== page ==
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  1. #1
    Knowledgeable and helpful
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    Default Seeking books on Victorians/London or both.

    I am running out of reading material on my two favourite topics, London (especially south London) and Victorian history.

    Can anyone recommend any books on one or the combined subjects please? Maybe Ackroyd's "London, the Biography", has said it all but I am happy to disprove this idea.

    Thanks!

  2. #2
    Name well known on Brit-Gen
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    More than enough to keep you going

    Can I add Jerry White's London in the 19th Century (paperback, Vintage Books, 2008). Longish, but a brilliant read. Good for train journeys

    Kerrywood

  3. #3
    Mutley
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    I love the online site victorianlondon.org. I have found several references to incidents very similar to those my ancestors were involved in.

    I am not sure that it is produced in a book yet but I know that there is a CD available.

    P.S. It is in book form, 'A Dictionary of Victorian London'

  4. #4
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    Goodness, I shall be in my element with that lot! I won't get much else done but I'll certainly be contented.

    Thank you one and all, I shall be book-buying tomorrow morning!

  5. #5
    Name well known on Brit-Gen
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    Can you save some time for us & still be contented Spangle?
    Happy Families
    Wendy
    Count your Blessings, they'll all add up in the end.

  6. #6
    Jan1954
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    If ever I run out of reading matter, my first stop is Parish Chest's Bookshop.

    Both my father and brother have a list of titles in which I am interested, which they hold ready for Christmas and birthday time.

    Next on my list is "Happy Homes and How to Make Them" by J. W. Kirton, which looks to be a really good insight into Victorian social history.

  7. #7
    Loves to help with queries.
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    I can also recommend any of the works of Elizabeth Gaskell, particulaly Mary Barton and Ruth, all still widely available. Although fiction, they give really good descriptions of social conditions of the time. Personnally, I find then more readable than Dickens.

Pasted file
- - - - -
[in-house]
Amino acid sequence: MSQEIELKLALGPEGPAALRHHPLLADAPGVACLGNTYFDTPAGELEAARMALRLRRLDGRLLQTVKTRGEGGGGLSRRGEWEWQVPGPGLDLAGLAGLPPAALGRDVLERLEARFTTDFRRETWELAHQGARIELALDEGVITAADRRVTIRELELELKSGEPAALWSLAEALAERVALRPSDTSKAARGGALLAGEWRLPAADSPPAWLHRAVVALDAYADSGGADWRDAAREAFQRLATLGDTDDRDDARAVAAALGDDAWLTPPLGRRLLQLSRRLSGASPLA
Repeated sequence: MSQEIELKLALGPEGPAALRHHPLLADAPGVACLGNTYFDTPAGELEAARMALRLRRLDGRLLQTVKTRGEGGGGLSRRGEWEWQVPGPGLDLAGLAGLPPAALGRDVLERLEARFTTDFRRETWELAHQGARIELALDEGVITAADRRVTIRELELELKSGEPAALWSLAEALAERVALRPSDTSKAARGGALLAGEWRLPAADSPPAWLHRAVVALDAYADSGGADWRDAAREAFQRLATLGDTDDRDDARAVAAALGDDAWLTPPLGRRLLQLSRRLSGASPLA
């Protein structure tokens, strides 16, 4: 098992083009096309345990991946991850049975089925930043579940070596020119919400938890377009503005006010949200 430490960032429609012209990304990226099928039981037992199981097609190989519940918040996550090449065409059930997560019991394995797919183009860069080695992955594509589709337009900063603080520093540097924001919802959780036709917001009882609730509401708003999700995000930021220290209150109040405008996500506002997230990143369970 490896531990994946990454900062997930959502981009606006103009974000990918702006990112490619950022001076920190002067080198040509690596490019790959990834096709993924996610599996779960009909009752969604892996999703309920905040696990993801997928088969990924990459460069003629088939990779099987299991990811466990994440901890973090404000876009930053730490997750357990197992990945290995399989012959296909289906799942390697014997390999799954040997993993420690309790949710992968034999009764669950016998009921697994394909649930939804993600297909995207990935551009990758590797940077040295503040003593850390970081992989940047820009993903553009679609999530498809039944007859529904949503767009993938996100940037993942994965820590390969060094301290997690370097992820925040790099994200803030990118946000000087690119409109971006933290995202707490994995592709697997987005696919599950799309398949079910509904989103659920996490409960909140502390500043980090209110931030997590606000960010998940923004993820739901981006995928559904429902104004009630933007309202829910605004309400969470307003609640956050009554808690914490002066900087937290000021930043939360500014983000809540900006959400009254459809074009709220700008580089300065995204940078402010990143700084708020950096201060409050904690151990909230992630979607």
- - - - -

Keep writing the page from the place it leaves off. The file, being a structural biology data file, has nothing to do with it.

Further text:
For non-fiction, try Tristram Hunt's Building Jerusalem (all about the development of the Victorian City); Asa Briggs 3 books, Victorian Cities, Victorian People and Victorian Things; and AN Wilson's The Victorians. I have a long reading list from when I did modules on The Victorian Countyside and The Victorian City for my degree. The lists cover all sorts of topics, such as public health, housing, political reform, prostitution, religion etc., etc., so if there are any specific subjects you are interested in I can probably suggest something.

    Ann

  8. #8
    A fountain of knowledge
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    Thornbury & Walford's multivolume "Old and New London" was published in weekly parts by Cassell in 1878, with a revised edition about 15 years later. The first edition can be read at the British History Online website (Google for "old and new london walford", without the quotes).

    An interesting little book of "factoids" is Dickens's Dictionary of London, which was published annually from 1879 to at least 1907. The 1879 edition is downloadable (Google for "dickens directory of london"). The 1880 one is available as a modern reprint.

  9. #9
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    I've so far got through Lisa Picards excellent book and have just read one on the Victorian house (name and title escapes me at present, sorry!). That latter describes everything from visiting etiquette to washing practices... that's what I love about the Victorians, so close that many of us knew someone born in those times and you feel you can almost touch them but so remote from our own existances.

    I should be reading more and used to be able to read a book a day easily but so often find that by the time the children are in bed I am too damn tired to concentrate. Mayhew is next on my list, to be bought when I go into town on Saturday. I can't see much housewoork getting done this weekend but who cares!

  10. #10
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    Hi

    I have Lisa Picards book as well as Jack The Ripper and The East End, plus Mapping London which has many Victorian London maps.

    Ben

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